How to Propogate Spider Plants from Babies

Spider Plants – botanical name Chlorophytum – is one of the easiest of plants to propagate.  I first became familiar with this popular plant in Australia when I lived there.  They were plentiful and I loved the little offshoots that the plant put out when it was mature. In most areas of the country here in the USA, it is considered one of the popular indoor plants, or grown as an annual outside in the summer.New plants for Free! Spider plants are one of the easiest plants to grow new plants from their baby offsets. Find out how to do it at http://thegardeningcook.com/how-to-propagate-spider-plantsChlorophytum are referred to by many nicknames – spider plant, airplane plant, St, Bernard’s Lily,  ribbon plant, even (incorrectly) hens and chickens which is the more generally known nickname of a popular succulent. The plant sends out fine white delicate flowers in the summer and small offshoots grow out of these flowers.  The flowers are quite small – only about 1″ in size and look a bit like a miniature lily.

Spider Plant Flowers:

Spider Plant flowers look a bit like a miniature lily.

Spider Plant Babies:

It is not uncommon for a well developed Spider plant to send out an offshoot that sends out its own offshoot.  This results in a cascade of babies hanging down below the mother plant and each of her child plants. Spider plant baby with their own babyThe plantlets are easy to grow for one simple reason – as they mature, they develop a tuberous root system right on the plant, much like an air plant.  Those roots are just waiting to be planted in soil!

Spider plant grow easily because they have a built in root system. Find out how to do it at thegardeningcook.com/how-to-propagate-spider-plantsSpider Plant propagation:

I started my project with a gorgeous, and very large spider plant. It had a ton of babies, even some with their own babies, so it did not suffer at all even losing a lot of them. A mature spider plant often has babies with their own babies hanging below it. Find out how to plant the babies at thegardeningcook.com/how-to-propagate-spider-plantsI cut off some of the babies.  I chose well developed ones that had a good root system showing and also chose some with babies of their own starting to form.  This will ensure that my new planter looks like this one soon! Spider plant babies just waiting to be planted. I had several old planter with decent soil in it that held strawberry plants that I had managed to kill, so I just tilled up the soil with a garden fork so that it would drain well.  It had some roots and weeds and those just got pulled out and tossed in the compost bin. (I’ll probably have strawberries soon growing in there with my luck.) I chose several of the largest babies with babies of their own and put five of them into my pot and tamped down the soil.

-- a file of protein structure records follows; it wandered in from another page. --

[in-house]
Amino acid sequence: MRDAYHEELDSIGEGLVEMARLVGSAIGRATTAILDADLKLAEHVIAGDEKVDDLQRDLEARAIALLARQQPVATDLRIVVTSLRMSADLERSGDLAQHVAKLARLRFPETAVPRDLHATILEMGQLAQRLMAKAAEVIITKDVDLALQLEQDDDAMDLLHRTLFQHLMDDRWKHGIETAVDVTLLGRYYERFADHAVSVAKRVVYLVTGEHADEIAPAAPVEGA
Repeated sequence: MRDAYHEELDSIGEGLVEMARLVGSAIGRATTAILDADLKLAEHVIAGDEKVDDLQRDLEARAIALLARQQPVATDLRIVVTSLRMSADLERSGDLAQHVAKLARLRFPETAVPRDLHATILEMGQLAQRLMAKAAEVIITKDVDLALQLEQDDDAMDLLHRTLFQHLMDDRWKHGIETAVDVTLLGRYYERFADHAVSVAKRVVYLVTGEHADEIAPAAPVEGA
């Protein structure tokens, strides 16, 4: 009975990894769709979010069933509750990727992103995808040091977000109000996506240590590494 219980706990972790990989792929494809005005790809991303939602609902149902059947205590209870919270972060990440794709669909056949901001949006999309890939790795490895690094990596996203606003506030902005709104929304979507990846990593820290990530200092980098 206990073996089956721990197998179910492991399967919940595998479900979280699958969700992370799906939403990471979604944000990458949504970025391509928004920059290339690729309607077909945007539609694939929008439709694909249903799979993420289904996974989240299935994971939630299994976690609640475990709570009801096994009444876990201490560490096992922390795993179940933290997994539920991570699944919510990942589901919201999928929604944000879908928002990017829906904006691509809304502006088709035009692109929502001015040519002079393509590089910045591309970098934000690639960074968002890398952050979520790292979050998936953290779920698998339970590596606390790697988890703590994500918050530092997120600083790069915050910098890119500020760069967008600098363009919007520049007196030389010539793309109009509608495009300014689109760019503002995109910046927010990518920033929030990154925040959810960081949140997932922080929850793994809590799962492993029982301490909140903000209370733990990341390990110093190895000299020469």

Spider plant babies, planted and ready to root and start growing.A fresh watering came next, and then I hung the planter in the shade of my crepe myrtle tree near a seating area.  It will get overhead watering until the roots have taken well.  It won’t be long at all until my new planter looks quite like the mother plant.    Easy peasy.  About 10 minutes and a free plant. Who can beat that? Spider plant in a tree planterI had babies left over but they did not have babies of their own.  I wanted some of these. They will root and then grown in a new bed under a pine tree. The bed gets filtered light.  I love green and white variegated plants and don’t want to spring for the cost of hostas or variegated liriope, so they will give me that effect at no cost.  Even here in my zone 7b garden, the babies spring back each year.  I’ve had them in one other bed for the last three years, in spite of snowy winters.  I hope these come back too! Spider plant babies make new plantsThe babies take about 10 days to 2 weeks to root.

Spiderplants are so easy to grow from babies. Find out how to do it at thegardeningcook.com/how-to-propagate-spider-plantsSpider plant care:

Spider plants are very easy to care for.  Just follow these easy tips:

  • Plenty of light for good leaf color  (but not too much direct sunlight
  • Keep them slightly pot bound to flower and produce the babies
  • Repot in the spring when the plant is quite root bound
  • Don’t fertilize too much, you won’t get many flowers and you need them for the babies
  • Keep evenly moist.  Water when the soil is dry about an inch down in the pot.
  • Display in hanging baskets for best effect
  • Propagate from babies
  • Will grow to about 1 foot tall with runners cascading down about 3 feet or more.

A nice bonus: 

Spider plants purify the air in your home!

You can buy spider plants from many garden centers or online from our affiliate amazon.com

Disclosure of Material Connection: Some of the links in the post above are "affiliate links." This means if you click on the link and purchase the item, I will receive a small commission from the sale, but the price is the same for you. I am disclosing this in accordance with the Federal Trade Commission's 16 CFR, Part 255: "Guides Concerning the Use of Endorsements and Testimonials in Advertising."

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  3 comments for “How to Propogate Spider Plants from Babies

  1. Mayte Graell
    08/14/2016 at 6:31 pm

    Me encantan.las plantas arañas…en.mi Panamá la conocemos como mala madre….porq tira los hijos fuera d casa jaja. Felicitaciines por tan.completo reporte….

  2. Aida
    05/27/2017 at 6:16 am

    Do you pull it out from the root, or cut the shoot and where?

    • Carol
      05/27/2017 at 11:35 am

      Hi Aida. For my project, I cut the largest spider babies on the ends of the long runners about 1 inch from the plant and trimmed the runner back to the baby. The bottom of the baby has unformed roots. Those are planted in the soil and will grow into roots. Carol

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